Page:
This research found substantial differences in          we will punish the elders’. This calls into question
                 attitudes towards aid agencies among local Taliban,     the viability, both operationally and ethically, of
                 who have largely pragmatic reasons for being part       such approaches. In particular, there are serious
                 of the insurgency, and Taliban from other parts of      questions about the transfer of risk to community
                 Afghanistan or from Pakistan and Uzbekistan, who        members, who are being asked to put their lives at
                 are more likely to be ideologically motivated.          risk in order to obtain assistance.

                 Local Taliban saw hardline jihadists as disruptive      Conclusion
                 to aid access, in contrast to more moderate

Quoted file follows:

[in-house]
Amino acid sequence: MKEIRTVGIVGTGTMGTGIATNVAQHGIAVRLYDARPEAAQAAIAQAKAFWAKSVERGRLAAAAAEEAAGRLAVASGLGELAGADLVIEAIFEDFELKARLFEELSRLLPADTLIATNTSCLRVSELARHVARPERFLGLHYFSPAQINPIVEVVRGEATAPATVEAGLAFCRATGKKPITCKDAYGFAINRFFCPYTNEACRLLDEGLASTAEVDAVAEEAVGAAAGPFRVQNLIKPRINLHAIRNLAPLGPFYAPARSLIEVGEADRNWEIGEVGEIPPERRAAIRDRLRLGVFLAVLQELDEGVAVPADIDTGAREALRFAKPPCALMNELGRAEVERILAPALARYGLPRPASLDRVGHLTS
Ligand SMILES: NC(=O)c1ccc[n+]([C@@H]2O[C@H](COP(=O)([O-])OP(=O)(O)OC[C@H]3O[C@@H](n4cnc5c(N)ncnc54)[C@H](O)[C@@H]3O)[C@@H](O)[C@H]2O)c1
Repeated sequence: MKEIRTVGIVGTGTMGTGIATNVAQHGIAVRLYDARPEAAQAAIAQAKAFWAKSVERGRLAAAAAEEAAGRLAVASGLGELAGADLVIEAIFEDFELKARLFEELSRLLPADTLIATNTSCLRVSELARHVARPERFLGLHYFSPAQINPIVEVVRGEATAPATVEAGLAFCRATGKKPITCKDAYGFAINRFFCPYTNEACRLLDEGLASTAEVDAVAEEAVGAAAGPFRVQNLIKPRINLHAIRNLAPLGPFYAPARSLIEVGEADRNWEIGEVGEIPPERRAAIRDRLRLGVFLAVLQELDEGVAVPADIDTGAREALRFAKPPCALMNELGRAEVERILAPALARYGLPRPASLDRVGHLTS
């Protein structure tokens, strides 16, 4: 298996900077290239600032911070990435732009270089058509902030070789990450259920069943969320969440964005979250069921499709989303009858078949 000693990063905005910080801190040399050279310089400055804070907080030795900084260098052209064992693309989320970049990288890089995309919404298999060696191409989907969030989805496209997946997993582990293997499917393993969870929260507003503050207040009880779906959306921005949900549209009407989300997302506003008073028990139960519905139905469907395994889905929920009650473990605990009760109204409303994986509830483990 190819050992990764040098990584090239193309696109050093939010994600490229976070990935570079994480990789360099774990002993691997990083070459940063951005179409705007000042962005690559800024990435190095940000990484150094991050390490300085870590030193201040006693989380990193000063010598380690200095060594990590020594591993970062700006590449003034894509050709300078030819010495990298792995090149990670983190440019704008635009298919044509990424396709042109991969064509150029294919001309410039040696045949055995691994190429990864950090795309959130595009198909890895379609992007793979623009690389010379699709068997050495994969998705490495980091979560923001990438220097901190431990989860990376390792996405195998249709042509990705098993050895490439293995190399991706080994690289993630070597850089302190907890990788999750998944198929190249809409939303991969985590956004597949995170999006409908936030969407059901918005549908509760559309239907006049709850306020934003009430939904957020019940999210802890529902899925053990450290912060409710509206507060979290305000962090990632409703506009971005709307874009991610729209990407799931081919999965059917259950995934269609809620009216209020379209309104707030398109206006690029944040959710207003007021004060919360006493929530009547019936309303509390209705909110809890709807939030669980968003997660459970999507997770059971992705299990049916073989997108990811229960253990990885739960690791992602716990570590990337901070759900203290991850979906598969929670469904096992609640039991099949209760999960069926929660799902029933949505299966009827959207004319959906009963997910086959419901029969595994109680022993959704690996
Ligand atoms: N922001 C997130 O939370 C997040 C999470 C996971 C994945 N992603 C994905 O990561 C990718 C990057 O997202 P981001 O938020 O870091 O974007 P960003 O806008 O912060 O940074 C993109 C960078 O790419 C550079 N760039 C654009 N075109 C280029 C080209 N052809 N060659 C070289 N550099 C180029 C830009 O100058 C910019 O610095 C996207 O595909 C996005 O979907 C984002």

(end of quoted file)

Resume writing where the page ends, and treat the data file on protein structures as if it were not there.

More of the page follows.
local Taliban, who were typically well-connected        Engaging with the Taliban on issues of aid access
                 with communities and more likely to listen              is fraught with challenges, and the withdrawal of
                 to appeals from elders. Fighters coming from            international troops in 2014 will bring even greater
                 outside also generally had little regard for the        uncertainty. Yet findings from this research clearly
                 Taliban’s political leadership. This was particularly   demonstrate the need for aid agencies to enhance
                 pronounced in Kandahar. Aid agency sources              their understanding of this issue and pursue more
                 reported harassment and hostile behaviour by            rigorous and structured approaches to working in
                 Pakistani Taliban from Baluchistan in the first         Taliban areas. While engagement with the Taliban
                 half of 2012 – a timeframe corresponding to a           presents formidable risks and challenges, pursuing
                 Taliban surge into southern Afghanistan aimed           a structured, informed approach to humanitarian
                 at instilling vigour into the insurgency. One elder     dialogue is increasingly critical for agencies
                 in Shah Wali Kot district in Kandahar stated that       committed to continuing to work in Afghanistan.